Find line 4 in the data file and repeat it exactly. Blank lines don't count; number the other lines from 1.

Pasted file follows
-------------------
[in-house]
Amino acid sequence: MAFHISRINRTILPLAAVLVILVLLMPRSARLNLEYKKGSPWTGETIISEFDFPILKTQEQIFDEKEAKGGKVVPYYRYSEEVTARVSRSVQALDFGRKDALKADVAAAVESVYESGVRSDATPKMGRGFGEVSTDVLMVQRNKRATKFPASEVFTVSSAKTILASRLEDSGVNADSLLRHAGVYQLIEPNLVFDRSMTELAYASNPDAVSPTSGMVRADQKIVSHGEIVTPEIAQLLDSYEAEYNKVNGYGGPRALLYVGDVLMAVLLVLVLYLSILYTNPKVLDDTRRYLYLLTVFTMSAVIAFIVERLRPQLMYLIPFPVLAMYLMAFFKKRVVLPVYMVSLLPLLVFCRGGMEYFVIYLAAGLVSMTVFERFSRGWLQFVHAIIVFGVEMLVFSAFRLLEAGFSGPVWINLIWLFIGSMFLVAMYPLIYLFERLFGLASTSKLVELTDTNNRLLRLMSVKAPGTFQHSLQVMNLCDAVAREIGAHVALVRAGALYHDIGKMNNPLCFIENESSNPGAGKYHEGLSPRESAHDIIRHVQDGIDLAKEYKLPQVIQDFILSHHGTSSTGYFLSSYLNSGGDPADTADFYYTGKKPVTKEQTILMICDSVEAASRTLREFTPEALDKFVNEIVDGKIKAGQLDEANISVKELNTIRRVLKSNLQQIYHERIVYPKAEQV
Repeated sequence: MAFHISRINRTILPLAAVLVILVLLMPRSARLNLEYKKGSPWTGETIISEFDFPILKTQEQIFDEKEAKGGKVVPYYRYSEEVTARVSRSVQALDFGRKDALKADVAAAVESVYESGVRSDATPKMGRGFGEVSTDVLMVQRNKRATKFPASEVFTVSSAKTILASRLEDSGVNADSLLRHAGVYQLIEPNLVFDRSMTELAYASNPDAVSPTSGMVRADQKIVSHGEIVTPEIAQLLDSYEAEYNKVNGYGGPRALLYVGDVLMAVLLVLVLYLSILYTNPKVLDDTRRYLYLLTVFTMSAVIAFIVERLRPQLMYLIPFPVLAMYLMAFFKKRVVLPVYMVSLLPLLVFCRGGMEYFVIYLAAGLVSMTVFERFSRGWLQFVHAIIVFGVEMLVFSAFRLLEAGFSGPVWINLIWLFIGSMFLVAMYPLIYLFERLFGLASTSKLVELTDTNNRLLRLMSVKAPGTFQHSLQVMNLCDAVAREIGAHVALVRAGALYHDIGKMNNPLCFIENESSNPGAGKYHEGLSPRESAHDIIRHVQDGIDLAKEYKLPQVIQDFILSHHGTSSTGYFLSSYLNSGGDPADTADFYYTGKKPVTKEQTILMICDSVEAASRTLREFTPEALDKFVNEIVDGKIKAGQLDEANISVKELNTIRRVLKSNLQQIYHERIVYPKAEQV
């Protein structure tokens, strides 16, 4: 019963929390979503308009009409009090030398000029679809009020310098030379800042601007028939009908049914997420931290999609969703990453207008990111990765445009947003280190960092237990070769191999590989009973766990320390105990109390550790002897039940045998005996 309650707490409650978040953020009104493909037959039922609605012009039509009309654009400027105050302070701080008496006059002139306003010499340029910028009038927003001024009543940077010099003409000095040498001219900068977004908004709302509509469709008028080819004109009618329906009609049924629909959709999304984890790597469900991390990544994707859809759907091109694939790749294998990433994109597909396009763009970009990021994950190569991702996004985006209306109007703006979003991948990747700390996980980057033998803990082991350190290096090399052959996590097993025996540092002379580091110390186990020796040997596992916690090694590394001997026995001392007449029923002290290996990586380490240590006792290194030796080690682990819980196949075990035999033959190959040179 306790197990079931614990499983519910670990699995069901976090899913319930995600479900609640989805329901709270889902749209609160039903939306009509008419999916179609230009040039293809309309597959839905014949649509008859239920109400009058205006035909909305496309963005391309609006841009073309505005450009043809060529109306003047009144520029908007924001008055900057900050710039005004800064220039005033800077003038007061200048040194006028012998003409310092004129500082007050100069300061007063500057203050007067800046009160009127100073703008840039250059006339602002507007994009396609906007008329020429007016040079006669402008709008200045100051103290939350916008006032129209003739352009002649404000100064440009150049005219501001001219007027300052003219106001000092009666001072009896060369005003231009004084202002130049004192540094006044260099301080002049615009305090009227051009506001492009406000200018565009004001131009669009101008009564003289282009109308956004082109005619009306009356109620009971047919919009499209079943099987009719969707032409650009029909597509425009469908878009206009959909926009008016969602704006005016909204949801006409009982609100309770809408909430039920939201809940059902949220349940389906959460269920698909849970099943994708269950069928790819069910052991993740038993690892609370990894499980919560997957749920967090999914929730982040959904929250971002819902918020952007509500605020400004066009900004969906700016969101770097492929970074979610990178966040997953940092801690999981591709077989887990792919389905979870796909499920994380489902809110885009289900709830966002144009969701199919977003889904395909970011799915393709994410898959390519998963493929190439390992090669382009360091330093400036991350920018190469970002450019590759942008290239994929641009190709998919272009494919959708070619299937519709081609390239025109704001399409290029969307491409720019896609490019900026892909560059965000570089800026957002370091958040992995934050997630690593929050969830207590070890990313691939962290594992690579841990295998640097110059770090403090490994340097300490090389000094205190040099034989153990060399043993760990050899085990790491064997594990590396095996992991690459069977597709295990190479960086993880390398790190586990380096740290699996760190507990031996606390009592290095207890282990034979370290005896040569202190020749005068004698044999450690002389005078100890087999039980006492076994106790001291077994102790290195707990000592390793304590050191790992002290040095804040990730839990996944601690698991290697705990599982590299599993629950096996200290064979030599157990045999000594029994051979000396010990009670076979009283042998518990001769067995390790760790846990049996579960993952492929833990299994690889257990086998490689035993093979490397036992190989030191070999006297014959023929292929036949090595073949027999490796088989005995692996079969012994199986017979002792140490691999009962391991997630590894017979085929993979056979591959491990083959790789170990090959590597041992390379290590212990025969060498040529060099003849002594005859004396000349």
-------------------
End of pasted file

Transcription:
């Protein structure tokens, strides 16, 4: 019963929390979503308009009409009090030398000029679809009020310098030379800042601007028939009908049914997420931290999609969703990453207008990111990765445009947003280190960092237990070769191999590989009973766990320390105990109390550790002897039940045998005996 309650707490409650978040953020009104493909037959039922609605012009039509009309654009400027105050302070701080008496006059002139306003010499340029910028009038927003001024009543940077010099003409000095040498001219900068977004908004709302509509469709008028080819004109009618329906009609049924629909959709999304984890790597469900991390990544994707859809759907091109694939790749294998990433994109597909396009763009970009990021994950190569991702996004985006209306109007703006979003991948990747700390996980980057033998803990082991350190290096090399052959996590097993025996540092002379580091110390186990020796040997596992916690090694590394001997026995001392007449029923002290290996990586380490240590006792290194030796080690682990819980196949075990035999033959190959040179 306790197990079931614990499983519910670990699995069901976090899913319930995600479900609640989805329901709270889902749209609160039903939306009509008419999916179609230009040039293809309309597959839905014949649509008859239920109400009058205006035909909305496309963005391309609006841009073309505005450009043809060529109306003047009144520029908007924001008055900057900050710039005004800064220039005033800077003038007061200048040194006028012998003409310092004129500082007050100069300061007063500057203050007067800046009160009127100073703008840039250059006339602002507007994009396609906007008329020429007016040079006669402008709008200045100051103290939350916008006032129209003739352009002649404000100064440009150049005219501001001219007027300052003219106001000092009666001072009896060369005003231009004084202002130049004192540094006044260099301080002049615009305090009227051009506001492009406000200018565009004001131009669009101008009564003289282009109308956004082109005619009306009356109620009971047919919009499209079943099987009719969707032409650009029909597509425009469908878009206009959909926009008016969602704006005016909204949801006409009982609100309770809408909430039920939201809940059902949220349940389906959460269920698909849970099943994708269950069928790819069910052991993740038993690892609370990894499980919560997957749920967090999914929730982040959904929250971002819902918020952007509500605020400004066009900004969906700016969101770097492929970074979610990178966040997953940092801690999981591709077989887990792919389905979870796909499920994380489902809110885009289900709830966002144009969701199919977003889904395909970011799915393709994410898959390519998963493929190439390992090669382009360091330093400036991350920018190469970002450019590759942008290239994929641009190709998919272009494919959708070619299937519709081609390239025109704001399409290029969307491409720019896609490019900026892909560059965000570089800026957002370091958040992995934050997630690593929050969830207590070890990313691939962290594992690579841990295998640097110059770090403090490994340097300490090389000094205190040099034989153990060399043993760990050899085990790491064997594990590396095996992991690459069977597709295990190479960086993880390398790190586990380096740290699996760190507990031996606390009592290095207890282990034979370290005896040569202190020749005068004698044999450690002389005078100890087999039980006492076994106790001291077994102790290195707990000592390793304590050191790992002290040095804040990730839990996944601690698991290697705990599982590299599993629950096996200290064979030599157990045999000594029994051979000396010990009670076979009283042998518990001769067995390790760790846990049996579960993952492929833990299994690889257990086998490689035993093979490397036992190989030191070999006297014959023929292929036949090595073949027999490796088989005995692996079969012994199986017979002792140490691999009962391991997630590894017979085929993979056979591959491990083959790789170990090959590597041992390379290590212990025969060498040529060099003849002594005859004396000349």